Crystalline silicon solar cells currently dominate the photovoltaic market, while ongoing research is mainly focused on increasing the conversion efficiency of the solar cells and the reduction of production costs. Junction formation is one of the most crucial steps during the solar cell fabrication process. Various methods are used to form homogenous phosphorus-diffused emitters for p-type silicon solar cells. These methods differ according to the technique used to deposit the phosphorus source onto the silicon surface, including deposition of phosphorus oxychloride (POCl3) [1, 2], diluted orthophosphoric acid (H3PO4) by spray [3, 4], sol-gel sources through spin-on deposition techniques [5], or by using the screen-printing technique [6]. However, the diffusion of phosphorus atoms to the rear surface cannot be avoided by either out-gas diffusion, regardless of the used phosphorus dopant source, or direct diffusion, such as in cases using POCl3. Therefore, it is necessary to mask the surfaces that one does not want to be diffused by phosphorus-doping atoms. SiO2 films are in use for many silicon device fabrications for either masking or passivation purposes. Conventionally, the deposition of SiO2 films using gas-phase deposition methods (atomic layer deposition [7, 8], chemically catalyzed chemical vapor deposition [9], atmospheric-pressure chemical vapor deposition (APCVD) [10, 11], low-pressure chemical vapor deposition (LPCVD) [10, 11], and plasma-enhanced chemical vapor deposition (PECVD) [10]) have been performed. However, particle contamination and substrate surface damage come along as disadvantages [10] using CVD. Moreover, in some case, the use of dangerous silane gas is introduced [10, 11]. Thermally growing oxide at high temperatures is another technique used to form oxide layers, either by dry oxidation using pure oxygen gas [12] or wet oxidation using oxygen/hydrogen steam [13]. Both are widely used in the fabrication of solar cells, especially for masking [2, 14] and passivation purposes [15]. In order to pursue simple, high-performance and cost-effective production, the development of high-performance/low-cost materials and their adaption into the silicon solar cell fabrication process is crucial. This paper introduces a spin-coating silica-sol barrier material to protect against phosphorus diffusion. The silica sol barrier layer can be also applied by spray deposition or the screen printing method, should the proper modifications and improvements be made. However, such materials have yet to be investigated and reported sufficiently. It can be simply spun on the substrate surface prior to phosphorus diffusion and directly annealed simultaneously with phosphorus after the drying step. The performance evaluation of the silica-sol barrier material was carried out mainly in terms of sheet resistance measurements, secondary ion mass spectrometry (SIMS) analysis and scanning electron microscope (SEM) measurements. P-type CZ-Si solar cells were also fabricated both with and without using the silica-sol material during the phosphorus diffusion process.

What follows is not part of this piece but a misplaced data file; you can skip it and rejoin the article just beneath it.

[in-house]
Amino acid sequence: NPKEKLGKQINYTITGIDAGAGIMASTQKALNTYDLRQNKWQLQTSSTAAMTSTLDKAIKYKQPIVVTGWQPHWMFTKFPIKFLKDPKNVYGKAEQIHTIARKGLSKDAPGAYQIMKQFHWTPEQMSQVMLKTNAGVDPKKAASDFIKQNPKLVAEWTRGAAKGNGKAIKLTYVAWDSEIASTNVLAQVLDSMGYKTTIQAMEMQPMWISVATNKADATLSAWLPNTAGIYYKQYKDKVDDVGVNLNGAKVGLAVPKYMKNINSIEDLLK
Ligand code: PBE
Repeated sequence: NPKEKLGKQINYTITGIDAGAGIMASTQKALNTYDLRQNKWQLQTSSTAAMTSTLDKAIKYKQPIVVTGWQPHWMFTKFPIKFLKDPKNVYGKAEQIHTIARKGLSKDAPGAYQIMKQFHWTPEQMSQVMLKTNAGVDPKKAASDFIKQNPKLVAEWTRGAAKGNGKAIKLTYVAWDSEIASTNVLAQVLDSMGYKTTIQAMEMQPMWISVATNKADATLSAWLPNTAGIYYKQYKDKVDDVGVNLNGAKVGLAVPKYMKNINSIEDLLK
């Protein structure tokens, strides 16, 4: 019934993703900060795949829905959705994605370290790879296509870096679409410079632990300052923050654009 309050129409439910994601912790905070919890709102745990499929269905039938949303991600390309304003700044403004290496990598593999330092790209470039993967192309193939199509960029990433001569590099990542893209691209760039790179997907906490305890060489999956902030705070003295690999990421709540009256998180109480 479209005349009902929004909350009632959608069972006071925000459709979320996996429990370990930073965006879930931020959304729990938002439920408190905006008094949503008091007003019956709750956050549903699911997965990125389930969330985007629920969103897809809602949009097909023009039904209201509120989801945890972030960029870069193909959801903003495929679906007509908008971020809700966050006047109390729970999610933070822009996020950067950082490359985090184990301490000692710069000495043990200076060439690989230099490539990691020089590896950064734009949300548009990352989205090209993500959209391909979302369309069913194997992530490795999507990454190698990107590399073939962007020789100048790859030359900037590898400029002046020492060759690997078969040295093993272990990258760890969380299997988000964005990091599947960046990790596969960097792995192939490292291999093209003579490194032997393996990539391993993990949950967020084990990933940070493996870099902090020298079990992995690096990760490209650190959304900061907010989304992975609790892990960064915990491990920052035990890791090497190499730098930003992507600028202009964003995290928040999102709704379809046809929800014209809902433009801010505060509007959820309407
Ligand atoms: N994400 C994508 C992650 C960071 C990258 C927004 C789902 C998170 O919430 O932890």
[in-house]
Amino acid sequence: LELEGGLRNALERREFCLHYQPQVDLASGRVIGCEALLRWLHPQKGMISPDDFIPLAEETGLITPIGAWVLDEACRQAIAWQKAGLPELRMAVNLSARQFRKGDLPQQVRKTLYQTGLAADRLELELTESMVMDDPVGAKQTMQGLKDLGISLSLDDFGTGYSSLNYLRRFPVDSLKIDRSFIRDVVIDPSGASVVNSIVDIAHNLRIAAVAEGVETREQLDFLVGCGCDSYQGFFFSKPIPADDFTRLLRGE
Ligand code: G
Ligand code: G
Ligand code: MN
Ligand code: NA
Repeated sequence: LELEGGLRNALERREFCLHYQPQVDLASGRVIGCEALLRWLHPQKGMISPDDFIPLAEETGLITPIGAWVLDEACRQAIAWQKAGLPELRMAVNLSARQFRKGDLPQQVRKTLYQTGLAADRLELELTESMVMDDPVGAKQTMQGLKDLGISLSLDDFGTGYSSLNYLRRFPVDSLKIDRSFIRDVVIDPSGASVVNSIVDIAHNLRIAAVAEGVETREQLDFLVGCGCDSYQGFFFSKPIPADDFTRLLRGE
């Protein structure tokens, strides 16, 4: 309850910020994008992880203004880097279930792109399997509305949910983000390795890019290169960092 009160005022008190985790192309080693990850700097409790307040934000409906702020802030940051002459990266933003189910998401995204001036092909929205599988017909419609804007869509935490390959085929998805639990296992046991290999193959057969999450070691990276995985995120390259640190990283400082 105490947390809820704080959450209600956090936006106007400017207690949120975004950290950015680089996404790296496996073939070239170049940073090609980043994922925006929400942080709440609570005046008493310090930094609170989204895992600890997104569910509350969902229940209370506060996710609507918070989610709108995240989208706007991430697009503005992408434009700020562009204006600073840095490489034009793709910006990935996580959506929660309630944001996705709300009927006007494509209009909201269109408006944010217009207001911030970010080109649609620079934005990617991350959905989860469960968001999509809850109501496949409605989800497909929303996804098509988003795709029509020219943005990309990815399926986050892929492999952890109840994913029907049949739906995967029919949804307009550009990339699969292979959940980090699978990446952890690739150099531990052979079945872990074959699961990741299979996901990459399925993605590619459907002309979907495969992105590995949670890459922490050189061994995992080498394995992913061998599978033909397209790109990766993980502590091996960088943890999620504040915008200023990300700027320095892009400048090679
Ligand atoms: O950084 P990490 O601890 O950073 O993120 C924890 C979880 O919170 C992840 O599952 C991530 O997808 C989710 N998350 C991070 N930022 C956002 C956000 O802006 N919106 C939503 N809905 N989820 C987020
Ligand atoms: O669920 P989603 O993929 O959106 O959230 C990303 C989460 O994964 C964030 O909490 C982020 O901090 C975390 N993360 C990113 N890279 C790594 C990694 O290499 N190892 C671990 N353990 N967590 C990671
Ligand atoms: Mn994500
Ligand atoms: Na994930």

Methods